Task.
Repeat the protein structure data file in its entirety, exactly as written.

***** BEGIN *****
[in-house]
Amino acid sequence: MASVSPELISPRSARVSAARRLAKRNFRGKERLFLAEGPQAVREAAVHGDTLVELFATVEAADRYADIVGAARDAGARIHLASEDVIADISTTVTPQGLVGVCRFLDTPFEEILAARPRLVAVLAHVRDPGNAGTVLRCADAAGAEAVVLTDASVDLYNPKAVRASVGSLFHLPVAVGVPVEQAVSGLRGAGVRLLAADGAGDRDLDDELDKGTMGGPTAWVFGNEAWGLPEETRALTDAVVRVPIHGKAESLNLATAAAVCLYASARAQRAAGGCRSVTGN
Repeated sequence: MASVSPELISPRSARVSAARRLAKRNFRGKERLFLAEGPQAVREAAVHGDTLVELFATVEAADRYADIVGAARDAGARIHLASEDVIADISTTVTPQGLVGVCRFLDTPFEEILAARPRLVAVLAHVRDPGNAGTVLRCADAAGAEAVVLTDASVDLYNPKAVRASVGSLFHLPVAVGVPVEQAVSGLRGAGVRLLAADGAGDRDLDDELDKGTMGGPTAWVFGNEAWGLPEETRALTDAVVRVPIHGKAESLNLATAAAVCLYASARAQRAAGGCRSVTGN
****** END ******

[in-house]
Amino acid sequence: MASVSPELISPRSARVSAARRLAKRNFRGKERLFLAEGPQAVREAAVHGDTLVELFATVEAADRYADIVGAARDAGARIHLASEDVIADISTTVTPQGLVGVCRFLDTPFEEILAARPRLVAVLAHVRDPGNAGTVLRCADAAGAEAVVLTDASVDLYNPKAVRASVGSLFHLPVAVGVPVEQAVSGLRGAGVRLLAADGAGDRDLDDELDKGTMGGPTAWVFGNEAWGLPEETRALTDAVVRVPIHGKAESLNLATAAAVCLYASARAQRAAGGCRSVTGN
Repeated sequence: MASVSPELISPRSARVSAARRLAKRNFRGKERLFLAEGPQAVREAAVHGDTLVELFATVEAADRYADIVGAARDAGARIHLASEDVIADISTTVTPQGLVGVCRFLDTPFEEILAARPRLVAVLAHVRDPGNAGTVLRCADAAGAEAVVLTDASVDLYNPKAVRASVGSLFHLPVAVGVPVEQAVSGLRGAGVRLLAADGAGDRDLDDELDKGTMGGPTAWVFGNEAWGLPEETRALTDAVVRVPIHGKAESLNLATAAAVCLYASARAQRAAGGCRSVTGN